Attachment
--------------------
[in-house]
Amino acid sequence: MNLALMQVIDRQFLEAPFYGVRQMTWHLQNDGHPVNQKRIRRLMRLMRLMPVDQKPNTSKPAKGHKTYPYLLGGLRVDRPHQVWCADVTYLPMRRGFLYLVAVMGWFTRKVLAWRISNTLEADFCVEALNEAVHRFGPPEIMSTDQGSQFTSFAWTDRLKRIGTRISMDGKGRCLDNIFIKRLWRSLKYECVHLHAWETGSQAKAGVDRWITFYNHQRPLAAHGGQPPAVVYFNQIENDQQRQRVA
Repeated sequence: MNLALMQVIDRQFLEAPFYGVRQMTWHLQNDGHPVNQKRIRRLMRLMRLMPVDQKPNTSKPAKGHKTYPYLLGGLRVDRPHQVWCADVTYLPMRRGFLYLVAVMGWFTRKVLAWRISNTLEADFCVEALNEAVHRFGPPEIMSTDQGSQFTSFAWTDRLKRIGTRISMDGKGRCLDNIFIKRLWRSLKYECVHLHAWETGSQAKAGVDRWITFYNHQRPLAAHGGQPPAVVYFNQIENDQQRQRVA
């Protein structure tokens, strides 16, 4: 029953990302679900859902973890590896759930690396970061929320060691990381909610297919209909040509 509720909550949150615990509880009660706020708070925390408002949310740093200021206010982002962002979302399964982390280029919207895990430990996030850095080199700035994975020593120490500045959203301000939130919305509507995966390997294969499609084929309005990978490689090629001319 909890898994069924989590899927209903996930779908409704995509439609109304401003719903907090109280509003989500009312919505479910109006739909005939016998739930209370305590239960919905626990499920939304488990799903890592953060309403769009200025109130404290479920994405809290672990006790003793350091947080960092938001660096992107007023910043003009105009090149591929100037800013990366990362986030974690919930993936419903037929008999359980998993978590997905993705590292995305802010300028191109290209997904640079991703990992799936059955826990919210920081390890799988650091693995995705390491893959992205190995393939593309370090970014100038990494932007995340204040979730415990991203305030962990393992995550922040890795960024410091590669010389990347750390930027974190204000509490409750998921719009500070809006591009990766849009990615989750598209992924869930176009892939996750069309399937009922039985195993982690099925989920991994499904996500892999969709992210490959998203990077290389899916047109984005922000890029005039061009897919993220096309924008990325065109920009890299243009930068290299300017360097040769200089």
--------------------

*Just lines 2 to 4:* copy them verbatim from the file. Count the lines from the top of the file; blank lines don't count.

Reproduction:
Amino acid sequence: MNLALMQVIDRQFLEAPFYGVRQMTWHLQNDGHPVNQKRIRRLMRLMRLMPVDQKPNTSKPAKGHKTYPYLLGGLRVDRPHQVWCADVTYLPMRRGFLYLVAVMGWFTRKVLAWRISNTLEADFCVEALNEAVHRFGPPEIMSTDQGSQFTSFAWTDRLKRIGTRISMDGKGRCLDNIFIKRLWRSLKYECVHLHAWETGSQAKAGVDRWITFYNHQRPLAAHGGQPPAVVYFNQIENDQQRQRVA
Repeated sequence: MNLALMQVIDRQFLEAPFYGVRQMTWHLQNDGHPVNQKRIRRLMRLMRLMPVDQKPNTSKPAKGHKTYPYLLGGLRVDRPHQVWCADVTYLPMRRGFLYLVAVMGWFTRKVLAWRISNTLEADFCVEALNEAVHRFGPPEIMSTDQGSQFTSFAWTDRLKRIGTRISMDGKGRCLDNIFIKRLWRSLKYECVHLHAWETGSQAKAGVDRWITFYNHQRPLAAHGGQPPAVVYFNQIENDQQRQRVA
């Protein structure tokens, strides 16, 4: 029953990302679900859902973890590896759930690396970061929320060691990381909610297919209909040509 509720909550949150615990509880009660706020708070925390408002949310740093200021206010982002962002979302399964982390280029919207895990430990996030850095080199700035994975020593120490500045959203301000939130919305509507995966390997294969499609084929309005990978490689090629001319 909890898994069924989590899927209903996930779908409704995509439609109304401003719903907090109280509003989500009312919505479910109006739909005939016998739930209370305590239960919905626990499920939304488990799903890592953060309403769009200025109130404290479920994405809290672990006790003793350091947080960092938001660096992107007023910043003009105009090149591929100037800013990366990362986030974690919930993936419903037929008999359980998993978590997905993705590292995305802010300028191109290209997904640079991703990992799936059955826990919210920081390890799988650091693995995705390491893959992205190995393939593309370090970014100038990494932007995340204040979730415990991203305030962990393992995550922040890795960024410091590669010389990347750390930027974190204000509490409750998921719009500070809006591009990766849009990615989750598209992924869930176009892939996750069309399937009922039985195993982690099925989920991994499904996500892999969709992210490959998203990077290389899916047109984005922000890029005039061009897919993220096309924008990325065109920009890299243009930068290299300017360097040769200089």